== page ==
French President Francois Hollande’s educational reforms will win him thousands of new supporters, pity they are too young to vote.
“Education is priority,” Hollande explained at the Sorbonne University on Wednesday, as reported by France 24. “An education program is, by definition, a societal program. Work should be done at school rather than at home.” The main goal of the reform is to foster educational equality because some students do not have the necessary support at home.
There has also been much research into the benefits of homework as the results have been mixed. Many of the results claim the limited learning benefits are not worth the stress and burnout risks. Hollande has pointed to these risks.
However, Hollande’s potential reform is not all one way traffic for the children of France. In exchange for the ban on homework the President advocated a return to the four-and-a-half-day school week from the existing four-day week in place in most French schools.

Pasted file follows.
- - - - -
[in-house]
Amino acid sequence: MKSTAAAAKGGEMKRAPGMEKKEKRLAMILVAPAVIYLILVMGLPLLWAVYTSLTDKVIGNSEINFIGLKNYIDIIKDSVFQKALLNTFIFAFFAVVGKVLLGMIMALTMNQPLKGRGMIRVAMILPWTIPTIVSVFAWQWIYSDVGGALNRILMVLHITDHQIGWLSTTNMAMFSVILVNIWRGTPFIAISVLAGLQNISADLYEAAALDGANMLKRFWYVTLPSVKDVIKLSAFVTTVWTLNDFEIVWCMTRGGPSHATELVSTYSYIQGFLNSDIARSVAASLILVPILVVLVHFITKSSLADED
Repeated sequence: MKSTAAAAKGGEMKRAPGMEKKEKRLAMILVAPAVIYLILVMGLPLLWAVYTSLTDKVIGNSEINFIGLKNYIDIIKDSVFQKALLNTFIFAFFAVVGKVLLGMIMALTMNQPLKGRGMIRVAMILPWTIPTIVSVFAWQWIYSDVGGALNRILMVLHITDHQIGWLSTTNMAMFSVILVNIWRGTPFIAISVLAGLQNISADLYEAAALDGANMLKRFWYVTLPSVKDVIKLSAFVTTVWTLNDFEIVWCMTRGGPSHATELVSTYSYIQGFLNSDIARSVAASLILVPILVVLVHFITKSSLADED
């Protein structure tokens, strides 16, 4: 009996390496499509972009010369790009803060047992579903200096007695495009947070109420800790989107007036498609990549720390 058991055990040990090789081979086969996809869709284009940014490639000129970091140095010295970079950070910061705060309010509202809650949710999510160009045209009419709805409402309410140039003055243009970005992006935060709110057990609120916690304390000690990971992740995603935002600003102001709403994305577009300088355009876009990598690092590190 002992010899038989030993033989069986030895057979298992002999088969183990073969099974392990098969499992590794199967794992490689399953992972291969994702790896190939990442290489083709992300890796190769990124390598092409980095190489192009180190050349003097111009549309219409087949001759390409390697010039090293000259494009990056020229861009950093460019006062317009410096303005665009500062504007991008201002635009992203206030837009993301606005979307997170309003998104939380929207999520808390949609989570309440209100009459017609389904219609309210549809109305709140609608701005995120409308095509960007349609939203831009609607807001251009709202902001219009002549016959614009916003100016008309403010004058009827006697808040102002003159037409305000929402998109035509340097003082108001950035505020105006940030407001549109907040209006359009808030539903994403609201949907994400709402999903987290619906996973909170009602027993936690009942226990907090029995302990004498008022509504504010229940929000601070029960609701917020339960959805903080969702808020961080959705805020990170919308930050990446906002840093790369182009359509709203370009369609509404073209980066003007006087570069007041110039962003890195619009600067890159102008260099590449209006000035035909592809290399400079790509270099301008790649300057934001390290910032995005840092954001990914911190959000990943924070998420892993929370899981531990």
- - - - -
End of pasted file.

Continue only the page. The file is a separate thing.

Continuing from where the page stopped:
The President also wants to shorten the school day. Studies have shown that children’s ability to learn effectively deteriorates as the day goes on. He would like to shorter summer vacations shorter to make up for these lost hours.
The planed reforms are not without critics. “It’s completely unrealistic,” Valérie Marty, the president of France’s national parents’ organization, expressed to the Associated Press. “They have to figure out who will take care of the children after school, who will finance it.”
Along with these changes Hollande’s planned reforms also include long term goals of increasing the number of teachers, reducing the number of students held back each year, and incentives for teachers to work in low-income areas.